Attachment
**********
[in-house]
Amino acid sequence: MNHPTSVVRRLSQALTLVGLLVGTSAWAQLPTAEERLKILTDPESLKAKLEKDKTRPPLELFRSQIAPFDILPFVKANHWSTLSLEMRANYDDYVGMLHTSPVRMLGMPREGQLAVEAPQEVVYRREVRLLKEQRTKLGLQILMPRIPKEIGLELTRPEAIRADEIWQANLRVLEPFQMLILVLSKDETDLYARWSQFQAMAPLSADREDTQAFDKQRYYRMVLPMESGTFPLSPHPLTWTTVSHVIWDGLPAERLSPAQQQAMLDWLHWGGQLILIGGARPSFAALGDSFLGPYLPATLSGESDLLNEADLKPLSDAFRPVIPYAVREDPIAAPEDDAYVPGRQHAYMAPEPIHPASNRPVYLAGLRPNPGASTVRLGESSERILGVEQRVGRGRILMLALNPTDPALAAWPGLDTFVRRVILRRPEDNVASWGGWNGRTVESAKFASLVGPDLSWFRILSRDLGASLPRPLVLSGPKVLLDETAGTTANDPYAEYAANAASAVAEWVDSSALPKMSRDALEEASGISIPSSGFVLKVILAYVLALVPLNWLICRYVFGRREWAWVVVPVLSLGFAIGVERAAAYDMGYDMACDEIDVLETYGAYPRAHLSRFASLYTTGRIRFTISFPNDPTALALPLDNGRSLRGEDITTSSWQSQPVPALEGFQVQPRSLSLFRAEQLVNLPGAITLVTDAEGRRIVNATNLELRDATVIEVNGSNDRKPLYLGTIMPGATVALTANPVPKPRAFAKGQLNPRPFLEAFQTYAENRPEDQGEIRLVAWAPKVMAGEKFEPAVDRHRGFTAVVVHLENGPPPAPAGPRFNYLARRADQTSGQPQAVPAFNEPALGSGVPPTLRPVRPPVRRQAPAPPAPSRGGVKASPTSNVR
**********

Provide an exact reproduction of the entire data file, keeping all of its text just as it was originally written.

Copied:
[in-house]
Amino acid sequence: MNHPTSVVRRLSQALTLVGLLVGTSAWAQLPTAEERLKILTDPESLKAKLEKDKTRPPLELFRSQIAPFDILPFVKANHWSTLSLEMRANYDDYVGMLHTSPVRMLGMPREGQLAVEAPQEVVYRREVRLLKEQRTKLGLQILMPRIPKEIGLELTRPEAIRADEIWQANLRVLEPFQMLILVLSKDETDLYARWSQFQAMAPLSADREDTQAFDKQRYYRMVLPMESGTFPLSPHPLTWTTVSHVIWDGLPAERLSPAQQQAMLDWLHWGGQLILIGGARPSFAALGDSFLGPYLPATLSGESDLLNEADLKPLSDAFRPVIPYAVREDPIAAPEDDAYVPGRQHAYMAPEPIHPASNRPVYLAGLRPNPGASTVRLGESSERILGVEQRVGRGRILMLALNPTDPALAAWPGLDTFVRRVILRRPEDNVASWGGWNGRTVESAKFASLVGPDLSWFRILSRDLGASLPRPLVLSGPKVLLDETAGTTANDPYAEYAANAASAVAEWVDSSALPKMSRDALEEASGISIPSSGFVLKVILAYVLALVPLNWLICRYVFGRREWAWVVVPVLSLGFAIGVERAAAYDMGYDMACDEIDVLETYGAYPRAHLSRFASLYTTGRIRFTISFPNDPTALALPLDNGRSLRGEDITTSSWQSQPVPALEGFQVQPRSLSLFRAEQLVNLPGAITLVTDAEGRRIVNATNLELRDATVIEVNGSNDRKPLYLGTIMPGATVALTANPVPKPRAFAKGQLNPRPFLEAFQTYAENRPEDQGEIRLVAWAPKVMAGEKFEPAVDRHRGFTAVVVHLENGPPPAPAGPRFNYLARRADQTSGQPQAVPAFNEPALGSGVPPTLRPVRPPVRRQAPAPPAPSRGGVKASPTSNVR